Forget 2012. If 2009 marked the apocalypse, Scars would make a fantastic send-off for planet Earth. In their dependably inimitable manner, Basement Jaxx have crafted an album that fuses together beats of numerous styles and orientations. Scars distills a good half-century’s worth of dance music from around the world—ska, Euro-pop, bhangra—and funnels it through the genius of Felix Buxton and Simon Racliffe. Santigold, Yoko Ono, and Yo Majesty lead a motley crew of guests who bring a distinct flavor to each production, which makes singling out one defining track a futile enterprise. However, if today is all we had, and tomorrow ceased to exist, I know I’d want to face my mortality with the voices of Sam Sparro (“Feelings Gone”) and Lightspeed Champion (“My Turn”) leading the way.
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(Hidden Shoal Recordings)
The cliché ‘all killer, no filler’ is often bandied around with very little to back it up. In the case of Mukaizake’s stunning new release Unknown Knowns, the cliché applies. Unknown Knowns kicks off with the fuzzy propulsion of single ‘The Yeah Conditioner’, immediately launching the listener into Mukaizake’s compelling corner of the musical universe. This is serpentine indie-rock at its finest, weaving hook after hook around your chest until you’re suspended from the clouds, a grin plastered across your face, unable to even think about listening to anything else.
“Part math-rock, part jangly dream-pop, the six songs are a beguiling dive into the oceanic sounds of 90’s indie rock. Vocalists Geoff Symons and Erickson can both actually sing with clarity, lending the songs a sort of choirboy purity, even when singing about slashing tyres… The outcome is a pristine and intelligent composite of sounds old and new… It’s a heady combination.” – Rave Magazine.
1. The Yeah Conditioner (Single)
2. Rule Norse
3. Corporal Steam
5. My Friend Flicker
6. Slack Bees
The Yeah Conditioner [MP3]
It took Antony Hegarty four years to follow the breakthrough success of I Am a Bird Now with The Crying Light, but in terms of the internal thematic landscape of the songs, it feels light years ahead of its predecessor. Hegarty largely abandons issues of gender ambiguity here for a bruising, heartfelt examination of man and his relationship to nature, infused with a sense of deep spirituality and longing. Uncertainties be damned: his artistic leap pays off boundlessly. Keeping his musings eloquently grounded in supple arrangements that utilize woodwinds, strings, and his ever-prescient piano, these songs soar in their introspective wanderlust, guiding us with genuine awe into each question Antony spiels forth in his disarming, wounded voice. Alternating between languid yet beautiful ballads and swirling piano-pop shuffles, Hegarty keeps our interest as much for the subtle shades he adds to his fully-realized musical vision as his philosophical ruminations. As an artist, he may forever cloud himself in an aura of enigma, playfully sprouting double entendres with his clever songwriting and arrangements; yet with each project, he reveals multi-dimensional facets that are as intriguing as they are dazzling. Those willing to follow him ever-further down his own eccentric paths are assured to be as comforted and rewarded by what they find as they are challenged by what they hear.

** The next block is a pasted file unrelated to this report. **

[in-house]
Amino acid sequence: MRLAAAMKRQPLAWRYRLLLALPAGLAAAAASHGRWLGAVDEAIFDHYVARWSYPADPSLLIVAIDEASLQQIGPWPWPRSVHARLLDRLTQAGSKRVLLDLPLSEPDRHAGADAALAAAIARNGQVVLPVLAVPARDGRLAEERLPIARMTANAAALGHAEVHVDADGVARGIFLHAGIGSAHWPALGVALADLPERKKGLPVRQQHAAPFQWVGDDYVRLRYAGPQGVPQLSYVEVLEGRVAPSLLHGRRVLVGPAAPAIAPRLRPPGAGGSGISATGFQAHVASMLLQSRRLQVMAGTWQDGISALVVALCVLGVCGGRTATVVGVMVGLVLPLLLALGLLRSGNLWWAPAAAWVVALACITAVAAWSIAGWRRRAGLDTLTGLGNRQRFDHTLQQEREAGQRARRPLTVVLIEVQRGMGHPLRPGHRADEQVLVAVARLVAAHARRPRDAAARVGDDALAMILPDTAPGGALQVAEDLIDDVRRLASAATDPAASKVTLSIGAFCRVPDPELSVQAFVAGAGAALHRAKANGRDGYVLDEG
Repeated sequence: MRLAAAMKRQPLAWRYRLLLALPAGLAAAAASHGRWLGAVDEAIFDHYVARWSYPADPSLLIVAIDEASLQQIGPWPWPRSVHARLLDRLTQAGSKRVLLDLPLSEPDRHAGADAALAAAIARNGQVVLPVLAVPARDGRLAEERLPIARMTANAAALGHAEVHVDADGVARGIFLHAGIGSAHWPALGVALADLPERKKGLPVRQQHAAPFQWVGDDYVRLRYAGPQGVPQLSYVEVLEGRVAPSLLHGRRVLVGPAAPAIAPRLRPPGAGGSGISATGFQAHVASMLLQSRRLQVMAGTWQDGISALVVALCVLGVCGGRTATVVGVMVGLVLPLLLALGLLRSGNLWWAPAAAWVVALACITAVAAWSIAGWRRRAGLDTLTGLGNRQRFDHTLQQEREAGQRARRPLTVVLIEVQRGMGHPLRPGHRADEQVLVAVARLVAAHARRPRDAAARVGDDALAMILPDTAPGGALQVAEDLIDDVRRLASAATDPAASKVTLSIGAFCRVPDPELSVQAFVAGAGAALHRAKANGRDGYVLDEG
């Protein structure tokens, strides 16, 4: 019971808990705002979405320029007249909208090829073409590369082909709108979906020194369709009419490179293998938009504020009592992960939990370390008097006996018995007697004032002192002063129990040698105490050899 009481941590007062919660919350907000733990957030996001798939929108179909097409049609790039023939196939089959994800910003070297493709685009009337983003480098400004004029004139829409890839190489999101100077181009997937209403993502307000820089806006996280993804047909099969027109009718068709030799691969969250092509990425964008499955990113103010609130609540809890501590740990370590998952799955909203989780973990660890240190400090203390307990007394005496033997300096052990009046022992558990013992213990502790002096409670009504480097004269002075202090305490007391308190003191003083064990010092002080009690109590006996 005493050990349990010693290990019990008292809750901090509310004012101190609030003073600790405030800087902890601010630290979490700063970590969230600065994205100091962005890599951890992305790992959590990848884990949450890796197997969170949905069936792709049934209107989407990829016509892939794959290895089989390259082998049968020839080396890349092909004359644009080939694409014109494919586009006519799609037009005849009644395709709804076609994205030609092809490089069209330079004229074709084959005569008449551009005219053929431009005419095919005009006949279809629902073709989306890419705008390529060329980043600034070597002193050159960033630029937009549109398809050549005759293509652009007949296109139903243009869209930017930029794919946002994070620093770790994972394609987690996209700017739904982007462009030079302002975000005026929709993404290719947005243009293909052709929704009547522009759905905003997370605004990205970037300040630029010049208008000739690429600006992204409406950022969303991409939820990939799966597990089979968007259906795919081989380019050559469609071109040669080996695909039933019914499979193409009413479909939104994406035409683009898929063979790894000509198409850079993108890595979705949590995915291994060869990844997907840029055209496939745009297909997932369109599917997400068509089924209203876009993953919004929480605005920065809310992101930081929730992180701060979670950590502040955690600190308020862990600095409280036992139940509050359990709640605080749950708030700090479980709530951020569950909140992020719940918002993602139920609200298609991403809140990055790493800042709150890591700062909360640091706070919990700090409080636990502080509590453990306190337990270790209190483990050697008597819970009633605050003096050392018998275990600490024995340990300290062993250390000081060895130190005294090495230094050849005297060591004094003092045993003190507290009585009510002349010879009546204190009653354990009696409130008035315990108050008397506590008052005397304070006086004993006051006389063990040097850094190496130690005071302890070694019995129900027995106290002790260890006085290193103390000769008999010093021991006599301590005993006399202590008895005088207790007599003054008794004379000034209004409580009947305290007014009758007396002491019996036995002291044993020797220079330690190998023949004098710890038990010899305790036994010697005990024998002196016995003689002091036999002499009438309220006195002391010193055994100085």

In many ways, Anti-Pop Consortium’s most bombastic album yet should’ve been their coldest and most inaccessible. It is dominated by battles between man and machine, flitting between the inaccuracies of the heart and the cool precision of their musical backing, but at no point are we decided on a winner. The rumoured conflicts that resulted in the group’s hiatus prior to recording Fluorescent Black probably didn’t help (though they seemingly turned out to be totally false), and the result is a restless, economic, smooth, and daring hip-hop record. Ballsy on “Volcano”, beautiful/violent on “Born Electric”, and fidgety beyond belief on “Capricorn One”, this is Anti-Pop Consortium at their most eclectic and unified, both musically and personally. Because these conflicts pervade so much of the whole, the entertainment factor is massive, and they are still leaders of the alternative pack.
It wasn’t supposed to work. It wasn’t even supposed to happen: following A Sunny Day in Glasgow’s 2007 debut, founding vocalists Robin and Lauren Daniels got sidetracked by personal matters and bassist Brice Hickey landed in the hospital with a broken leg. The finished product, recorded largely with replacement singers, squashed 22 tracks into a shape-shifting hour, populated by obscured hooks, half-formed ideas, and spare parts. All of which belies Ashes Grammar as a work of extraordinary beauty. Core players Ben Daniels and Josh Meakim oversaw the record like hawks and sculpted it into a floral dream-pop paradise designed to heighten the senses. Everything seems to have been drawn from a canon of sensual music, built according to a strangely fitting logic. Drums switch between an acoustic kit and a programmed bass thump from the Mille Plateaux school of 4 a.m. clubbing; shoegaze guitars morph and reappear from different angles; choral chants melt into melodic swoons sourced from who knows where. It’s a place of thrilling, almost limitless possibility, whose colossal length gives the impression that it has no boundaries. We’re meant to cross into it, drink in its aroma, and take the chance that its abundance of riches might really be glistening with sharp teeth.